60 million Nigerians are at risk of depression – new national depression report
Lagos, Nigeria – October 9, 2018
60 million Nigerians have been estimated to be at risk of suffering from depression according to a groundbreaking national report on depression.
The Nigeria National Depression report, produced by Joy, Inc., the benefit corporation building happier and flourishing Africans, in partnership with NOIPolls, the number one for country-specific public opinion polling and research organization in West Africa and their research partners at Yale was released today ahead of the World Mental Health Day 2018.
According to the World Health Organization, depression is the leading cause of disability in the world; the number of people suffering from depression and/or anxiety disorders have increased by almost 50 per cent, from 416 million in 1990 to 615 million in 2013, with chances of an annual increase.
Mental and emotional health are the single biggest predictors of individual happiness. However, 3 in every 10 Nigerians reportedly experience depressive symptoms, according to the National Depression Report.
“What is striking from the early data is the high number of participants who have previously experienced exposure to traumatic events and the high number of depression symptoms reported by participants” remarked Joy Kaufman, an Associate Professor of Psychiatry at the Yale University School of Medicine.
The report, which is the first nationwide study of happiness and depression, contains result from the nation-wide happiness and depression survey conducted across all the 36 states in Nigeria including the Federal Capital Territory (FCT), internal surveys from The Joy Congress and up-to-date data on the state of the depression crisis in Nigeria. The survey equally focused on gauging public perception of Nigerians regarding their happiness and experiences with some factors that may affect their state of happiness and depression. The national poll also assessed the perception of Nigerians on how they feel about their lives five years ago, currently and five years from now.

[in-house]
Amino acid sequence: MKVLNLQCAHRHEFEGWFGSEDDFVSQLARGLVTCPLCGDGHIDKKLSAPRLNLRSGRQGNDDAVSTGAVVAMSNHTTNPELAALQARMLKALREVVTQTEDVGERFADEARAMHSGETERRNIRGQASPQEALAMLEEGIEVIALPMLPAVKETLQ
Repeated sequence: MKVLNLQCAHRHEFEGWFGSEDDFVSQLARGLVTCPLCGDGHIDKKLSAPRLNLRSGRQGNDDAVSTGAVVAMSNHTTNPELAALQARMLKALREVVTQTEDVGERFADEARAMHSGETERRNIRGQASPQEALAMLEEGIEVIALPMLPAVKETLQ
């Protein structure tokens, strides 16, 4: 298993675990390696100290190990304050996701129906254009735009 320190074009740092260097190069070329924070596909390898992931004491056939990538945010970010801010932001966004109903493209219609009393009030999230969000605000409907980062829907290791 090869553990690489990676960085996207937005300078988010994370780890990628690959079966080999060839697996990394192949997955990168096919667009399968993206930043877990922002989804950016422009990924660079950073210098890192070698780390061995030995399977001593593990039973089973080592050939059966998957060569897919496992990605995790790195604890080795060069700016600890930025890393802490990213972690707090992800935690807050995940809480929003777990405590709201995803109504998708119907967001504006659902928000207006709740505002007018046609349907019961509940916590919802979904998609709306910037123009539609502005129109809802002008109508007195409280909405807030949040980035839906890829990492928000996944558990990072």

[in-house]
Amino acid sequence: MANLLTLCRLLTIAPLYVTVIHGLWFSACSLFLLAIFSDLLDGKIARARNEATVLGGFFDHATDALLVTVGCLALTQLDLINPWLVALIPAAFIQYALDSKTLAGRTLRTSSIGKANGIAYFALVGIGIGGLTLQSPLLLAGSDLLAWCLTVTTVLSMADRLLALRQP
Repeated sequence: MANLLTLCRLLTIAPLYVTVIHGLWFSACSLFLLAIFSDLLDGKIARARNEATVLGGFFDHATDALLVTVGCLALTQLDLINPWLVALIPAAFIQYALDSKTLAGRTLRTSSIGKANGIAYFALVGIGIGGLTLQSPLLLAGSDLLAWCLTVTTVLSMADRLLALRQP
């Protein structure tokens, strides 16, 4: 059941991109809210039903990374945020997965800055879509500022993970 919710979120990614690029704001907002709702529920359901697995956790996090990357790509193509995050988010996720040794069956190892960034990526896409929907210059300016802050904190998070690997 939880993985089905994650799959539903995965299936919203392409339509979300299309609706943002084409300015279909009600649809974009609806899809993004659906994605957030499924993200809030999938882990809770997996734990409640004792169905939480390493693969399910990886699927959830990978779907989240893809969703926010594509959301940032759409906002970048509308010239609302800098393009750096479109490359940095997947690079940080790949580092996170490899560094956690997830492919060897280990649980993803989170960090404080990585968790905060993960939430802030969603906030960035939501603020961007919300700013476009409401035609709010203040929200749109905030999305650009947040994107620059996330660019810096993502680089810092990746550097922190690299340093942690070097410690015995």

All interviews for the national happiness and depression survey were conducted by telephone, in five major Nigerian languages: English, Pidgin English, Yoruba, Hausa and Igbo. All the 36 states and the Federal Capital Territory were surveyed, with at least 1000 interviews. Survey state quotas were assigned and it was ensured that every state was proportionately represented in the sample.
“Joy, Inc. aims to provide coping tools and mechanisms and draw our attention as a citizenry to the state of our mental and emotional well-being. This report is a product of our surveys as we seek to better understand the needs of the population we serve”, one of the authors of the report and member of the Central Working Group, Glory Apantaku explained. “Our results serve as an important reminder of the urgency of this work, mental health issues are real and it’s high time we pay attention”, she said.